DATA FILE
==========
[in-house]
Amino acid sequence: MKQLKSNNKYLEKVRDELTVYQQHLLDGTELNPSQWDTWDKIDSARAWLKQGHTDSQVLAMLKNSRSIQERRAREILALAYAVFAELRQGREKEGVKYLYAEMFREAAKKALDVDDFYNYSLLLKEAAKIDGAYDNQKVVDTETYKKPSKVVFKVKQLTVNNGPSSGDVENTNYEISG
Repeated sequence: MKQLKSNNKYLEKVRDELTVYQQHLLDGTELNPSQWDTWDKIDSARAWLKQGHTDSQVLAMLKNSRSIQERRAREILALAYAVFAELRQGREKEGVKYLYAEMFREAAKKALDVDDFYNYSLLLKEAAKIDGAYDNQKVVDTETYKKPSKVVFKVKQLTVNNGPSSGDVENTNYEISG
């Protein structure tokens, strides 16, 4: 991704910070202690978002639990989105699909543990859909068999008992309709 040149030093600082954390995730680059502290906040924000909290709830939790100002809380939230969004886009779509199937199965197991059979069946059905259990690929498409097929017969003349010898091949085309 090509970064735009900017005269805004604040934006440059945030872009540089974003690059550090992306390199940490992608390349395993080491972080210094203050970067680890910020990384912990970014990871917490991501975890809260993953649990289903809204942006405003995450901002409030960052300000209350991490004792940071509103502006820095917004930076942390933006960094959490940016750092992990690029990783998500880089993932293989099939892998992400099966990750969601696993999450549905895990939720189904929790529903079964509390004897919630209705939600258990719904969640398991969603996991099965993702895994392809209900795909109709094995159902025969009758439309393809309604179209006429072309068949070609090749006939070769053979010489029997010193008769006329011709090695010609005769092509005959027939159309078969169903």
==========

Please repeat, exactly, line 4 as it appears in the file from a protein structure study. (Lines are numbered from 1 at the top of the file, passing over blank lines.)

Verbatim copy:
């Protein structure tokens, strides 16, 4: 991704910070202690978002639990989105699909543990859909068999008992309709 040149030093600082954390995730680059502290906040924000909290709830939790100002809380939230969004886009779509199937199965197991059979069946059905259990690929498409097929017969003349010898091949085309 090509970064735009900017005269805004604040934006440059945030872009540089974003690059550090992306390199940490992608390349395993080491972080210094203050970067680890910020990384912990970014990871917490991501975890809260993953649990289903809204942006405003995450901002409030960052300000209350991490004792940071509103502006820095917004930076942390933006960094959490940016750092992990690029990783998500880089993932293989099939892998992400099966990750969601696993999450549905895990939720189904929790529903079964509390004897919630209705939600258990719904969640398991969603996991099965993702895994392809209900795909109709094995159902025969009758439309393809309604179209006429072309068949070609090749006939070769053979010489029997010193008769006329011709090695010609005769092509005959027939159309078969169903």